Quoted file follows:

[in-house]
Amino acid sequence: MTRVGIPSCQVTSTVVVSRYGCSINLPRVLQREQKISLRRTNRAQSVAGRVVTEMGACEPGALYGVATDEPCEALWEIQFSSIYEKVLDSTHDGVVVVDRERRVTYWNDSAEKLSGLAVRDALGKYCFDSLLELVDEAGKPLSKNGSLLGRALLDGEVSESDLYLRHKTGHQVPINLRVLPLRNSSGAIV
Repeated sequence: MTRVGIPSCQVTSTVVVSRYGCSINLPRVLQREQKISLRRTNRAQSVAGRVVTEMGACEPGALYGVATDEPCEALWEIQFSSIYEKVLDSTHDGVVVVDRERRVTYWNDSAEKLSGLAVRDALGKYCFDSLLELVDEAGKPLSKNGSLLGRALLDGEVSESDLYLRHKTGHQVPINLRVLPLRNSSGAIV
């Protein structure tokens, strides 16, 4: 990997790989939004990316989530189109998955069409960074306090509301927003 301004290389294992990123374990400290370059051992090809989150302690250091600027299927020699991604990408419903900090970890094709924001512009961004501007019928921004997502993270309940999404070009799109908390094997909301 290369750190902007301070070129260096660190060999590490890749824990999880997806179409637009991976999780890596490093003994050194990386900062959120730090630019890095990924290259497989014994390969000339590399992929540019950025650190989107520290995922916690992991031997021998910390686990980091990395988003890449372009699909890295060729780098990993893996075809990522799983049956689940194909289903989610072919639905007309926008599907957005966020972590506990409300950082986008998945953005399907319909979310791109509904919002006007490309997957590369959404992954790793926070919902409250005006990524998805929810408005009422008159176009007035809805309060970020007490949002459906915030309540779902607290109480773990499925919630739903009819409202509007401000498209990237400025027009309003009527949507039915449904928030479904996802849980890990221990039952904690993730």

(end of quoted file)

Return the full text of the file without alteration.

[in-house]
Amino acid sequence: MTRVGIPSCQVTSTVVVSRYGCSINLPRVLQREQKISLRRTNRAQSVAGRVVTEMGACEPGALYGVATDEPCEALWEIQFSSIYEKVLDSTHDGVVVVDRERRVTYWNDSAEKLSGLAVRDALGKYCFDSLLELVDEAGKPLSKNGSLLGRALLDGEVSESDLYLRHKTGHQVPINLRVLPLRNSSGAIV
Repeated sequence: MTRVGIPSCQVTSTVVVSRYGCSINLPRVLQREQKISLRRTNRAQSVAGRVVTEMGACEPGALYGVATDEPCEALWEIQFSSIYEKVLDSTHDGVVVVDRERRVTYWNDSAEKLSGLAVRDALGKYCFDSLLELVDEAGKPLSKNGSLLGRALLDGEVSESDLYLRHKTGHQVPINLRVLPLRNSSGAIV
């Protein structure tokens, strides 16, 4: 990997790989939004990316989530189109998955069409960074306090509301927003 301004290389294992990123374990400290370059051992090809989150302690250091600027299927020699991604990408419903900090970890094709924001512009961004501007019928921004997502993270309940999404070009799109908390094997909301 290369750190902007301070070129260096660190060999590490890749824990999880997806179409637009991976999780890596490093003994050194990386900062959120730090630019890095990924290259497989014994390969000339590399992929540019950025650190989107520290995922916690992991031997021998910390686990980091990395988003890449372009699909890295060729780098990993893996075809990522799983049956689940194909289903989610072919639905007309926008599907957005966020972590506990409300950082986008998945953005399907319909979310791109509904919002006007490309997957590369959404992954790793926070919902409250005006990524998805929810408005009422008159176009007035809805309060970020007490949002459906915030309540779902607290109480773990499925919630739903009819409202509007401000498209990237400025027009309003009527949507039915449904928030479904996802849980890990221990039952904690993730």